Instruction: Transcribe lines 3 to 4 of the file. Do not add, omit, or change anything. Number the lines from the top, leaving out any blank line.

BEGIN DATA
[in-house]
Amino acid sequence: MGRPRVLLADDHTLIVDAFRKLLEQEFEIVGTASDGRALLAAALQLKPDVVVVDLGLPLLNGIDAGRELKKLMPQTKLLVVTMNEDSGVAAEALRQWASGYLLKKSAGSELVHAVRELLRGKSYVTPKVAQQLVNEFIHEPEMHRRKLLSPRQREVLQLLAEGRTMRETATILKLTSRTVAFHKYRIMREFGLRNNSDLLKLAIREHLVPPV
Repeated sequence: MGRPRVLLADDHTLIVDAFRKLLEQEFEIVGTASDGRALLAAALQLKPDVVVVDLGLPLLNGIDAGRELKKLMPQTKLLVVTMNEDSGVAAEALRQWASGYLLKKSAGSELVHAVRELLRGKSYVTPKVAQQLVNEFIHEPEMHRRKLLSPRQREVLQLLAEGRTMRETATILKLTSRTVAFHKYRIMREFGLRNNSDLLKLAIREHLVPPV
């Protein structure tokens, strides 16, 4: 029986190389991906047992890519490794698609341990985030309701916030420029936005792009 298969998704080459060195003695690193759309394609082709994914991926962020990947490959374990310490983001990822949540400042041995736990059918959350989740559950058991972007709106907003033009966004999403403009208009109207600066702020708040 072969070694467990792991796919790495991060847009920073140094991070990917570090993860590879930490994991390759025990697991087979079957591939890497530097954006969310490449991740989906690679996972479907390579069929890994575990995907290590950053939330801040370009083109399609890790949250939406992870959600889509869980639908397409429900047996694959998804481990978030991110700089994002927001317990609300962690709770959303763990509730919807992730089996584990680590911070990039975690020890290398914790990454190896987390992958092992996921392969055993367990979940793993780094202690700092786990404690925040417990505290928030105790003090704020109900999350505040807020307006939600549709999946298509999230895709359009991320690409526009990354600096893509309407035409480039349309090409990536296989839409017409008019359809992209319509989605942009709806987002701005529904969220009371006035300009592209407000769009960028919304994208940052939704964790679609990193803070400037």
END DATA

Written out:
Repeated sequence: MGRPRVLLADDHTLIVDAFRKLLEQEFEIVGTASDGRALLAAALQLKPDVVVVDLGLPLLNGIDAGRELKKLMPQTKLLVVTMNEDSGVAAEALRQWASGYLLKKSAGSELVHAVRELLRGKSYVTPKVAQQLVNEFIHEPEMHRRKLLSPRQREVLQLLAEGRTMRETATILKLTSRTVAFHKYRIMREFGLRNNSDLLKLAIREHLVPPV
């Protein structure tokens, strides 16, 4: 029986190389991906047992890519490794698609341990985030309701916030420029936005792009 298969998704080459060195003695690193759309394609082709994914991926962020990947490959374990310490983001990822949540400042041995736990059918959350989740559950058991972007709106907003033009966004999403403009208009109207600066702020708040 072969070694467990792991796919790495991060847009920073140094991070990917570090993860590879930490994991390759025990697991087979079957591939890497530097954006969310490449991740989906690679996972479907390579069929890994575990995907290590950053939330801040370009083109399609890790949250939406992870959600889509869980639908397409429900047996694959998804481990978030991110700089994002927001317990609300962690709770959303763990509730919807992730089996584990680590911070990039975690020890290398914790990454190896987390992958092992996921392969055993367990979940793993780094202690700092786990404690925040417990505290928030105790003090704020109900999350505040807020307006939600549709999946298509999230895709359009991320690409526009990354600096893509309407035409480039349309090409990536296989839409017409008019359809992209319509989605942009709806987002701005529904969220009371006035300009592209407000769009960028919304994208940052939704964790679609990193803070400037």